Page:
Creating a Child-friendly Kitchen

Experts agree that there are many benefits to cooking with children. Families that cook and eat together are more likely to produce happy, self-confident children. Since homemade meals tend to be healthier than store-bought, cooking with your children introduces them to the process of selecting and preparing healthier food. In addition, children are famously resistant to Brussels sprouts and broccoli, but if they are involved in cooking nutritious food they are more likely to try it – and like it.

Child-friendly kitchen

Kid-Friendly Design: The design of your kitchen has a big impact on how easy cooking with children can be. If you’re doing a kitchen renovation, ensure that the design allows the children to see you cook when they’re at the table or elsewhere in the room. They will learn by watching and it will spark their enthusiasm. Microwaves are a good, safe tool for children to learn to cook, so many parents start their children off with microwave recipes. However, don’t put your microwave over the stove where it’s inaccessible to shorter children. When choosing a sink, remember that children are more likely to wash the dishes if they have a “fun” sprayer to use. A refrigerator with a water dispenser allows children to get their own water. However, to avoid having your children grapple with a big refrigerator when obtaining snacks or milk, you can install a fridge drawer in an island.

Safety: If your children are very small, then your kitchen design should focus on keeping them safe. Cabinet door locks and stove locks prevent small children from indulging curiosity that might get them hurt. But safety is equally important when cooking with children in older age groups. They should never cook unsupervised and should be carefully taught how to use potentially dangerous equipment such as knives, ovens, and mixers. They should be taught never to reach across hot burners and to turn pot handles inward so younger siblings can’t grab them. Children should also develop the habit of washing their hands before they start cooking.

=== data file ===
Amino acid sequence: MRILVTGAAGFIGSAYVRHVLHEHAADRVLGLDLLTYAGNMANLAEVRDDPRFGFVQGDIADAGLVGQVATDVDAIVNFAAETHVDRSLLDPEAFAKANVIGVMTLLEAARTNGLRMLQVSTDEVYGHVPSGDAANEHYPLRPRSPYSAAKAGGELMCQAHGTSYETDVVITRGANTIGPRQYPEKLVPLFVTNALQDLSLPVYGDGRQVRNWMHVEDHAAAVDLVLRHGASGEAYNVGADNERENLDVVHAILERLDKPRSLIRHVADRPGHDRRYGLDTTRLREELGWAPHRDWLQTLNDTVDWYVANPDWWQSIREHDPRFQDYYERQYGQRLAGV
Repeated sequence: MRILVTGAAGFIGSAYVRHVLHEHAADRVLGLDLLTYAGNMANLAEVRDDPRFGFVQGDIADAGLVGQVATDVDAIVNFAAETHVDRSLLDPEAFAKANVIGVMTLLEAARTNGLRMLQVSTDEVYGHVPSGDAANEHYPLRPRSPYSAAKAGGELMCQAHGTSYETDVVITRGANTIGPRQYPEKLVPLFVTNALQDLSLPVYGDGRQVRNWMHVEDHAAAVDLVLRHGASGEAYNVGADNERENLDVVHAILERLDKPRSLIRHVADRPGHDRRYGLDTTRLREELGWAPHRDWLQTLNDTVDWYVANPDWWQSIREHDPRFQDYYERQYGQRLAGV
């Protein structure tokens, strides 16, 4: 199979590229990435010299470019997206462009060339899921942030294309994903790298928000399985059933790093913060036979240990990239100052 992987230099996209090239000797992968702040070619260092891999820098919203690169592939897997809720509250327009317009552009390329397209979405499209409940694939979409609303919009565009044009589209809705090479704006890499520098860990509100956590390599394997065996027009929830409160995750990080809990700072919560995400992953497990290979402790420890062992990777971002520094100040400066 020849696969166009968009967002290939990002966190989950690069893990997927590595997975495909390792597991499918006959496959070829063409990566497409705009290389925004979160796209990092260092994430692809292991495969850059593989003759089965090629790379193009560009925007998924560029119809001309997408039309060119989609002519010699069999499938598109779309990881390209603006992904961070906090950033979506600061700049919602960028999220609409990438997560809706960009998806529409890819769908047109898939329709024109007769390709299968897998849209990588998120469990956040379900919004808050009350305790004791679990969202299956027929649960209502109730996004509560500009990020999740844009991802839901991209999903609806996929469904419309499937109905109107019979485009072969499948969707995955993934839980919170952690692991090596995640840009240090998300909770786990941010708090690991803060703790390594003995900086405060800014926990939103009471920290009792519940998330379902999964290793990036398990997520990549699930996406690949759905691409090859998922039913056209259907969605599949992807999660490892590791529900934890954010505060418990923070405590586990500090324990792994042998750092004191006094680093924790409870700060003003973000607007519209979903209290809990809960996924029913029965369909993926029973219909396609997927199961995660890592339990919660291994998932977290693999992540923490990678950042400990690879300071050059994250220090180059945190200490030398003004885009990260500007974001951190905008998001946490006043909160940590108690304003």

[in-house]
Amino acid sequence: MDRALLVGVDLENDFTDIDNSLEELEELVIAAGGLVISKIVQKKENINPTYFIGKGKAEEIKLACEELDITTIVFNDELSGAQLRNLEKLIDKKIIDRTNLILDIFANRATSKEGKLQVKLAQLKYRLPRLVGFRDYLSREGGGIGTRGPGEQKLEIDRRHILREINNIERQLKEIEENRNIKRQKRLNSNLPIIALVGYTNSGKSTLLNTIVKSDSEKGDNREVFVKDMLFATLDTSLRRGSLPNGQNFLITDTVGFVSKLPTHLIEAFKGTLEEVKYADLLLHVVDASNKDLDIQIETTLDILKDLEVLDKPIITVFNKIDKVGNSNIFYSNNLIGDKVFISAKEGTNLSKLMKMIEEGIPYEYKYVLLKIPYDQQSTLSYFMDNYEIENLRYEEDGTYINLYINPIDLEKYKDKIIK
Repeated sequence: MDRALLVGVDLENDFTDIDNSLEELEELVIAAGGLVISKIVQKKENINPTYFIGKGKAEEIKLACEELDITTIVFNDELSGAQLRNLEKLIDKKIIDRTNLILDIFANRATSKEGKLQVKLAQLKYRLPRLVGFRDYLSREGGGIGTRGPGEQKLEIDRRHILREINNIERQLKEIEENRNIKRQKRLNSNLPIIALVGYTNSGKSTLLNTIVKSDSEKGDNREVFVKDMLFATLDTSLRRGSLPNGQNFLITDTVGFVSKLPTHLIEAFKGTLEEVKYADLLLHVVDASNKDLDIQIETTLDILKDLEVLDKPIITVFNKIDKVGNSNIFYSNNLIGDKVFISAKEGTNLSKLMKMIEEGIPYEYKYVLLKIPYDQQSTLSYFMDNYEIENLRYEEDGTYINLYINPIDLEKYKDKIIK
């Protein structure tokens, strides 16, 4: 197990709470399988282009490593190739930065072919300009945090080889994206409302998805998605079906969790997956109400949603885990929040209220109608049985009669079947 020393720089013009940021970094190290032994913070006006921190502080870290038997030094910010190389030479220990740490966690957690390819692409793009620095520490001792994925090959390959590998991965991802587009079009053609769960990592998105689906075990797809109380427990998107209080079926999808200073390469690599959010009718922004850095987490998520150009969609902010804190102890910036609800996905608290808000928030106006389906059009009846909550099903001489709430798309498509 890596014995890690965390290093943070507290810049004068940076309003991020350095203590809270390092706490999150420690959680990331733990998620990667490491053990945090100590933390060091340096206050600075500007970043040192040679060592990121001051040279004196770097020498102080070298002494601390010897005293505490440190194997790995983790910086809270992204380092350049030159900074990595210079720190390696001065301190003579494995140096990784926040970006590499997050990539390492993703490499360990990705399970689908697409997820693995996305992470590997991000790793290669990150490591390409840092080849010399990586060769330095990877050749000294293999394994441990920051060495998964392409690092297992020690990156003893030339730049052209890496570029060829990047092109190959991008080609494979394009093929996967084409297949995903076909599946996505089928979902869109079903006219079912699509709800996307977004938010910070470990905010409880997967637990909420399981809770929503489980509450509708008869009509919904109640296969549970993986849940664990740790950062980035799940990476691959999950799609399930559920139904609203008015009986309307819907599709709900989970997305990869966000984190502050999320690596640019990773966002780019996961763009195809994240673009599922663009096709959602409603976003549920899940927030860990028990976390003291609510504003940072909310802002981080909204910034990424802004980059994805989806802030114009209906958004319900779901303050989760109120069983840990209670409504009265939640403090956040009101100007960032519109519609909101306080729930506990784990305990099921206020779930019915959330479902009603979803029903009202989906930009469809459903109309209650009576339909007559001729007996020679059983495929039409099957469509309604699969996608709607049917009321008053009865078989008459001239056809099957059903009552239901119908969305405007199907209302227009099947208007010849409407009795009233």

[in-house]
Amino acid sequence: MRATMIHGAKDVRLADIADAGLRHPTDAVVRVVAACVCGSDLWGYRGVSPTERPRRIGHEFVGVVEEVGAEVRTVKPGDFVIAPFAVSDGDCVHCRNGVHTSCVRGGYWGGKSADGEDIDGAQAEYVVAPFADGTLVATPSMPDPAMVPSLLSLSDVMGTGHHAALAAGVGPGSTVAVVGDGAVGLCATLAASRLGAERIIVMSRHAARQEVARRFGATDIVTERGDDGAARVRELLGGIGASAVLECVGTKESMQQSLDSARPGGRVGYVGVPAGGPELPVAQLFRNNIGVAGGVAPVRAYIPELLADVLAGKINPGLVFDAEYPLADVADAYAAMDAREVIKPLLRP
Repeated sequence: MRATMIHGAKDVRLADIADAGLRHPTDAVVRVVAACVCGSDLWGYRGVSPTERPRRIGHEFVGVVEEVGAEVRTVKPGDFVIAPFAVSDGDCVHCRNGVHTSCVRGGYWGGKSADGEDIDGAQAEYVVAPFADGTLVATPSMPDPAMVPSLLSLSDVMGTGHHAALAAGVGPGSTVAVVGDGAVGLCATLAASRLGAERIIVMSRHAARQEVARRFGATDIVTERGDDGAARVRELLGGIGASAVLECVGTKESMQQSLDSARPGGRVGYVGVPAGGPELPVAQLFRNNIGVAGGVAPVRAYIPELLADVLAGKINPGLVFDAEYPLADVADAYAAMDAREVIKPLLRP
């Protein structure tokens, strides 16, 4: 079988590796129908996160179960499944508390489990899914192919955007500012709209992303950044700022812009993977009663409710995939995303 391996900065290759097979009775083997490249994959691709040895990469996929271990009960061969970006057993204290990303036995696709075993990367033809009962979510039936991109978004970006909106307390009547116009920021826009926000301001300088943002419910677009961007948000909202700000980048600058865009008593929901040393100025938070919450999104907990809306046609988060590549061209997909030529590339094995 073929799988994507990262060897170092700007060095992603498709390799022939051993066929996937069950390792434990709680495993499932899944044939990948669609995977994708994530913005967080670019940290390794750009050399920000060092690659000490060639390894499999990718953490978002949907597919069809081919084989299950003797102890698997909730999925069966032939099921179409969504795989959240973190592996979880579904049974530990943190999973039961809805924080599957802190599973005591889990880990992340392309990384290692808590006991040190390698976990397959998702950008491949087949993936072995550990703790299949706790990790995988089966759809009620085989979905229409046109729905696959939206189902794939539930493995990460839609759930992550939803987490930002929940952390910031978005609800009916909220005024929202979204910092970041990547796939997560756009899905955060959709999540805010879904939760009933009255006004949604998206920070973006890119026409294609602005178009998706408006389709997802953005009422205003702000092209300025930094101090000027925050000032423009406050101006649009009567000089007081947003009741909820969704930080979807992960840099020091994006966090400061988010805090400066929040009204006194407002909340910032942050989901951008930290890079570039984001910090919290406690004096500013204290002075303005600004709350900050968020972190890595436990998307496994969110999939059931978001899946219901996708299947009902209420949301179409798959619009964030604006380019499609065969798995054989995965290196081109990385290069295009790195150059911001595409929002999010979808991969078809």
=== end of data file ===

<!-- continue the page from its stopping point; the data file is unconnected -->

Tools: To encourage cooking, children should have their own set of kitchen tools that are stored in a lower drawer or cabinet – or a special container devoted to that purpose. Useful implements for cooking with children include: measuring cups and spoons, kid-sized oven mitts, an appropriate paring knife, an apron, a small cutting board, and a spatula.

Storage: Children often want to get their own snacks, so it helps to have an area dedicated to preparing snacks that is away from the main work triangle – so children won’t be underfoot while you’re cooking a meal. If you’re cooking with children frequently, you can designate a storage area that is accessible to kids for the ingredients they use most often. For instance, if they like to bake, you can group the baking supplies where kids can reach them; if they like to make pasta dishes, you can store the linguine and tomato sauce in a kid-friendly spot.

Accessibility: If you are doing a kitchen renovation, you can make cooking with children easier by designing one area of the kitchen with lower counters (about six inches lower than the norm) to make it accessible to children. Be sure to have a sturdy stool available so children can work comfortably at taller counters. If you want them to help unload the dishwasher, store some of the most commonly used glasses and dishes in lower drawers and cabinets.

What things have you done to make your kitchen more child-friendly?

2 thoughts on “Creating a Child-friendly Kitchen

  1. “children should have their own set of kitchen tools that are stored in a lower drawer or cabinet”

    I think this is a great idea! Kid-friendly tools mean you don’t have to worry about someone using a knife that is too big for them to handle. And lower drawers mean they can help with cleanup!

Leave a Reply

Your email address will not be published. Required fields are marked *

*

You may use these HTML tags and attributes: <a href="" title=""> <abbr title=""> <acronym title=""> <b> <blockquote cite=""> <cite> <code> <del datetime=""> <em> <i> <q cite=""> <strike> <strong>